There are some distinct trends in undervaluation on the S&P/TSX Composite Index at the moment: miners, auto-related companies, and forest product companies. While miners are getting a fair amount of speculative airtime, auto stocks are being widely ignored – in part because of the fear of additional tariffs. Likewise, lumber tariffs seem to have caused undervaluation in forest product stocks.
Is bearishness warranted in these industries, or is there a case to be made for value opportunities – rather than traps – in some of the better stocks? The fact is that there are a lot of good quality stocks out there trading at deep discounts, so if you are value focused and know how to spot a bargain, the S&P/TSX Composite Index is your oyster.
Below you will find two decent forest products stocks with attractive valuation; let’s see which is the strongest play.
A domestic wood products that offers good value, Interfor is trading at a discount of 45% of its future cash flow value. Its P/E of 9.4 times earnings looks about right, while a P/B of 1.4 times book confirms undervaluation.
There’s been some inside buying of shares in the last six months, though not in volumes as great as sales within the company in the last 12 months.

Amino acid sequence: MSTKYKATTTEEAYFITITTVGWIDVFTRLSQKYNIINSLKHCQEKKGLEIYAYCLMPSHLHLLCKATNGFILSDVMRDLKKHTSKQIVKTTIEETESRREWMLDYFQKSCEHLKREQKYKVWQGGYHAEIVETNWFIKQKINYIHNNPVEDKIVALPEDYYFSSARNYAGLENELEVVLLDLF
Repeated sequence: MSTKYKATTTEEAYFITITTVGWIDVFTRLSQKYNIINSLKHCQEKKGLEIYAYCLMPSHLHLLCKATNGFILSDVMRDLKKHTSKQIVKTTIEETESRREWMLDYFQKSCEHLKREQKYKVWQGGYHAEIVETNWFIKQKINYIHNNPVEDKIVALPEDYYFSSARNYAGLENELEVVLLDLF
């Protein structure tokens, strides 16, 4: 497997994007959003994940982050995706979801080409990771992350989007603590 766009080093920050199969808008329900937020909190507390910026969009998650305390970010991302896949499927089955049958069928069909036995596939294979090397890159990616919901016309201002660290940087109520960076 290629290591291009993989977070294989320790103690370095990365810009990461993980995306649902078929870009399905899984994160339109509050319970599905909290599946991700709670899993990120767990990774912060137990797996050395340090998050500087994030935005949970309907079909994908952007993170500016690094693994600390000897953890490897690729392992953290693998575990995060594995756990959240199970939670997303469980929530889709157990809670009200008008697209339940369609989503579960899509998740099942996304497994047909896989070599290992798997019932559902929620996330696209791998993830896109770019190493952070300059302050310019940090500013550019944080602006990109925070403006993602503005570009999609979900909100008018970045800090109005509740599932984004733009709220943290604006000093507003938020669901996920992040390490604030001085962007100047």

This stock’s past performance looks solid: last year’s growth of 74.5% beats its five-year average of 30.8%, but trails the industry’s past one-year average of 90.7%, though a 12.1% expected shrinkage in earnings over the next couple of years doesn’t bode well and suggests a value trap.
No dividends are on offer, but a low debt level of 26.9% of net worth is acceptable.
Now let’s compare Interfor’s data with that of Canfor (TSX:CFP). Discounted by 44% of its future cash flow value, we see what looks on the face of it a similar valuation; however, a P/E of 7.1 times earnings is slightly lower than Interfor’s, a readable PEG of 3.5 times growth indicates growth ahead, and a P/B of 1.6 times book is in line with that P/E ratio.
Last year’s growth of 103.1% beats that past-year industry average of 90.7%, as well as its own five-year average of 15.3%, while a 2% expected annual growth in earnings over the next couple of years is at least positive.
Again, no dividends are on offer, though a debt level of 16.8% of net worth is even lower than Interfor’s. In terms of inside buying, more shares were bought than sold in the last 12 months, signaling greater confidence in business than is the case with Interfor.
The bottom line
Two great industries and three quantifiably undervalued stocks. Of the forest products stocks, Canfor is the strongest buy, based on growth both past and future. Where it falls down on value is its PEG, which is a little high for its expected growth.
However, it remains a good quality stock with low debt, and at least signals some growth ahead, making Canfor a value opportunity and therefore a decent buy.